A Look Back at the Bare Metal Defense in 2017

In the past year, the bare metal defense continued to see some variance from jurisdiction to jurisdiction, with at least one federal appellate court taking up an issue for further clarification late in the year. The bare metal or component parts defense essentially provides that a manufacturer is not liable for harm caused by asbestos products that the manufacturer did not manufacture or distribute, and owes no duty to warn of the hazards inherent to those products. It is viewed in some jurisdictions in the context of causation, with manufacturers of products that did not originally include asbestos component parts escaping liability given a lack of proximate cause for plaintiffs’ injuries. Other courts try to examine whether the risks of asbestos hazards were reasonably foreseeable to defendants whose products may ultimately have been integrated with asbestos components when in use in industry. Courts have distinguished bare metal standards in negligence and failure to warn claims. Looking at the published decisions from this year provides some elucidation for parties litigating this issue, but even finer points should emerge with pending decisions.

In reported cases from early in 2017, federal courts hearing summary judgment motions considered the bare metal defense where maritime law applied, specifically in cases involving exposure in the United States Navy. The district courts continued to acknowledge differences in court interpretation of the Lindstrom decision, which some courts read to hold that a manufacturer is never liable unless they made, sold, or controlled the aftermarket asbestos components that injured the plaintiff, and which others read as inapplicable to failure-to-warn claims, as influenced by the Quirin case. Regardless, the district courts were showing some consistency in analyzing case facts closely under either framework.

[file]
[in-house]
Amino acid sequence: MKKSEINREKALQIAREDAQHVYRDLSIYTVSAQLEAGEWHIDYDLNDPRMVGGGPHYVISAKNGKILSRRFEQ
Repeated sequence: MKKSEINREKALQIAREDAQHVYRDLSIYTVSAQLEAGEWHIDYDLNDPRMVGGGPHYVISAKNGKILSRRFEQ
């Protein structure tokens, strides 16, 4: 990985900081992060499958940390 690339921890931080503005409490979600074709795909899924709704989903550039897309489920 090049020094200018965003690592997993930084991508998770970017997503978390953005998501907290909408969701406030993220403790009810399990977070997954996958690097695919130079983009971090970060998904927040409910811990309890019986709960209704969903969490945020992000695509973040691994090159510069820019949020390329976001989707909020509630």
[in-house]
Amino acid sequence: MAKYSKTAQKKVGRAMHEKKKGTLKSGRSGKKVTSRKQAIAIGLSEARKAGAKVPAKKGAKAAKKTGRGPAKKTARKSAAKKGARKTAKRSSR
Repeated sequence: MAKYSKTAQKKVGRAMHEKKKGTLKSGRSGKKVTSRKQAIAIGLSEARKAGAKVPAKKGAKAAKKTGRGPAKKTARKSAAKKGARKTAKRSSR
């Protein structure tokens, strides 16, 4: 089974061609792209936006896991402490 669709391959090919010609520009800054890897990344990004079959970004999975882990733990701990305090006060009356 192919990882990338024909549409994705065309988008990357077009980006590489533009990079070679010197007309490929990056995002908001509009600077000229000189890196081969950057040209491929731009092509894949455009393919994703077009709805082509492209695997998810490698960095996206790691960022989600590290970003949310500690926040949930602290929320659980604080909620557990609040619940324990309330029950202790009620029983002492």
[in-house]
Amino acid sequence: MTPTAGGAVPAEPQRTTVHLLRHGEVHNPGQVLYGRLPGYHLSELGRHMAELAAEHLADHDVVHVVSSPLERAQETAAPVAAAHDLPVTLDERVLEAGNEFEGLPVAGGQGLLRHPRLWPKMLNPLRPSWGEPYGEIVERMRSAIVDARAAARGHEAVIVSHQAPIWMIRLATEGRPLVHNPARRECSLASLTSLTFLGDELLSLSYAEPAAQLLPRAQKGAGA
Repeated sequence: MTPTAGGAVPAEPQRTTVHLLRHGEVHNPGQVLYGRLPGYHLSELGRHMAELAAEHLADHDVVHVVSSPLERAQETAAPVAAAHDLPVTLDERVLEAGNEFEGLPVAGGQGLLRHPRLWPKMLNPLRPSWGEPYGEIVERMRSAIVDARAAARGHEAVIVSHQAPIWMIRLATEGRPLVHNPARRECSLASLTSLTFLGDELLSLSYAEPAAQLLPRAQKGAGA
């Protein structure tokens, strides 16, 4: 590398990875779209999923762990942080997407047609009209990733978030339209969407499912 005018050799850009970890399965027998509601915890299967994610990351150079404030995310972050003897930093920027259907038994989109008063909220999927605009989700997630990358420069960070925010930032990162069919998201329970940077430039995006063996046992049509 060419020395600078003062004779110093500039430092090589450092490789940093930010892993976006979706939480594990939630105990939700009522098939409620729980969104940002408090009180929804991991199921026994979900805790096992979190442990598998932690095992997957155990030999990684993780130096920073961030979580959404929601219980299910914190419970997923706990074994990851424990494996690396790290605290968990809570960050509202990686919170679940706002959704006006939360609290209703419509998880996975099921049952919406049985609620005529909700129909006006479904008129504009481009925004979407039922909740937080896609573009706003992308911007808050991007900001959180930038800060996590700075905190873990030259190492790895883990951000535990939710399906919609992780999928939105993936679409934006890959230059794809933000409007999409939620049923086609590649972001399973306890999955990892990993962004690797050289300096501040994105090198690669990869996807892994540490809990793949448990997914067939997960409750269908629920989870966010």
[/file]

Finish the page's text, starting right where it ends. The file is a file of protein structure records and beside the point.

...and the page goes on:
With the Third Circuit Court of Appeals Decision in In re: Asbestos Products Liability Litigation (No. VI) in early October, the standard was bolstered in negligence claims, with a clear statement that bare metal manufacturers may be held liable for subsequently added asbestos component parts if the injuries were a reasonably foreseeable consequence of the original manufacturer’s failure to provide a reasonable and adequate warning on a fact based standard. A few weeks later, the Third Circuit doubled down and certified questions of law to determine whether the bare metal manufacturer has a duty to warn about the asbestos-related hazards of component parts that it neither manufactures nor supplies. When the court’s ruling on this point of law arrives, expectations are that this one-two punch, and thorough analysis of the bare metal defense will be influential to other courts grappling with existing distinctions of law. We will continue to monitor and report.



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